Have you ever felt 'sick to your stomach' with worry or anxiety? Maybe around an exam, money worries, important meetings or a marathon?
Stress has a huge impact on our ability to digest food, and can even trigger IBS flare-ups in some people. Symptoms may include:
When stressed, the body switches off unnecessary functions (like digesting lunch) in order to power the legs and major muscle groups with oxygenated blood because it’s tricked into thinking we are in fight or flight mode. There is no 'room' for digestion when we are about to be attacked by a sabre-tooth tiger.
When we are sitting at our desk feeling tense and anxious because we have a demanding schedule with impossible deadlines or an overbearing boss, our body is in fight-or-flight mode.
Sub-consciously, we're now busy producing stress hormones like cortisol and adrenaline, not digestive juices. The gut is literally 'starved' of oxygenated blood when we are sitting tensely for long periods of time, our blood pressure increases, and our breathing naturally becomes shallower.
So what can we do??
Rest and Digest
Next time you are about to eat, ensure you are in 'rest and digest' mode: switch off email, put the phone down, don’t multi task and eat mindfully (see below).
Before eating, take three deep belly breaths. See if you can prolong the out breath. For example, breath in for a count of three and out for a count of six. This slows the heart rate and helps switch off the stress response. Then check-in with how you are feeling.
Take a short walk before lunch if you need to clear the head, relax and unwind. And after lunch, take a short walk outside to help your digestion, when you can.
Mindfulness is the buzzword of the moment and it's so important in so many ways. Mindful eating means being present as you eat.
Really notice the smell, taste and texture of your food. We are all guilty of literally 'inhaling' our food from time to time. Take a moment to truly focus on chewing and enjoying the sensation, texture, and flavour of your food. It's way more enjoyable and chances are you'll suffer much less unwanted bloating and uncomfortable wind.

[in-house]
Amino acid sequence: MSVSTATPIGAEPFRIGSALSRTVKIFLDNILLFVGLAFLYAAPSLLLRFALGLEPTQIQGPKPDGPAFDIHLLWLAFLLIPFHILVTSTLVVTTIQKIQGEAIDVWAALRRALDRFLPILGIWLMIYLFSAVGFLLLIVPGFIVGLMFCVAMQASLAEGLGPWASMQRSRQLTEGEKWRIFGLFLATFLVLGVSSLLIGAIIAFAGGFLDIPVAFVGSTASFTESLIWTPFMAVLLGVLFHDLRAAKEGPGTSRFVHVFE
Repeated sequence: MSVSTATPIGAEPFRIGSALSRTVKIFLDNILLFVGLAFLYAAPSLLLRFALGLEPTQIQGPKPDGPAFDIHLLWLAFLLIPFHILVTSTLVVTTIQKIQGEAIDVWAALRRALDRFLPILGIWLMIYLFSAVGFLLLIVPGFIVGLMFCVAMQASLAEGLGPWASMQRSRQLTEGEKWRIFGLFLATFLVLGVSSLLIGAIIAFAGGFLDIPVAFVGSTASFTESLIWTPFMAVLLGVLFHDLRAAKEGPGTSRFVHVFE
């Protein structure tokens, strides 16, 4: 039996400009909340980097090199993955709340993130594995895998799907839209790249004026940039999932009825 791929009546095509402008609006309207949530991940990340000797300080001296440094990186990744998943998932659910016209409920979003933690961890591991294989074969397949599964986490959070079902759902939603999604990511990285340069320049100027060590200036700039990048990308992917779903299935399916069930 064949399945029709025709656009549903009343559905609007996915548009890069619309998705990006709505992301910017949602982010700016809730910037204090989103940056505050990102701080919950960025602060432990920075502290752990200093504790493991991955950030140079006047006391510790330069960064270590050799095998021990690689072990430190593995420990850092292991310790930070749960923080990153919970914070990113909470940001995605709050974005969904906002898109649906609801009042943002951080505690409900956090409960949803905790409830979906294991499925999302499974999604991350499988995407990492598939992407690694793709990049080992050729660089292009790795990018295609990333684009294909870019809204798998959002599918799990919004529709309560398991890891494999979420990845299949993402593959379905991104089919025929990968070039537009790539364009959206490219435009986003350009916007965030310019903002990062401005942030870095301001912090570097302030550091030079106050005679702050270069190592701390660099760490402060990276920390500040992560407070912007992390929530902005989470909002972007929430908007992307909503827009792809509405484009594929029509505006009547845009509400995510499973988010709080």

Saliva is Essential
Gulping down big gasps of air with every bite because you're in a hurry will inevitably create gas, cramping and bloating. Savour each mouthful and chew for longer because this mixes more saliva with the food you are eating.
Saliva is essential for good digestion as it starts the enzymatic breakdown of your food. Without it you will be more prone to stomach cramps, bloating and gas.
Taking your time and chewing food properly also helps signal your brain that you are full and that it is time to stop eating. So if your discomfort is linked to overeating, this should really start to make a difference.
Still having stomach problems?
If you feel you are already following these steps and still have issues, despite getting the all clear from your GP then there could be an underlying gut problem.
Common issues that aren't picked-up in a routine GP or GI Consultant appointment include: digestive enzyme deficiency, bile insufficiency, a parasite or bacterial imbalance in the gut, and/or food intolerance. These are all possible underlying factors and comprehensive stool analysis and other tests can be helpful.
If you suspect food intolerances, these can be identified through elimination diets under strict management and through testing. This is a measured, managed, personalised health plan and requires guidance and regular support. Check out the various packages here.
You may also enjoy reading:
Tune up your digestion in five simple steps
My top 5 tips to prevent bloating
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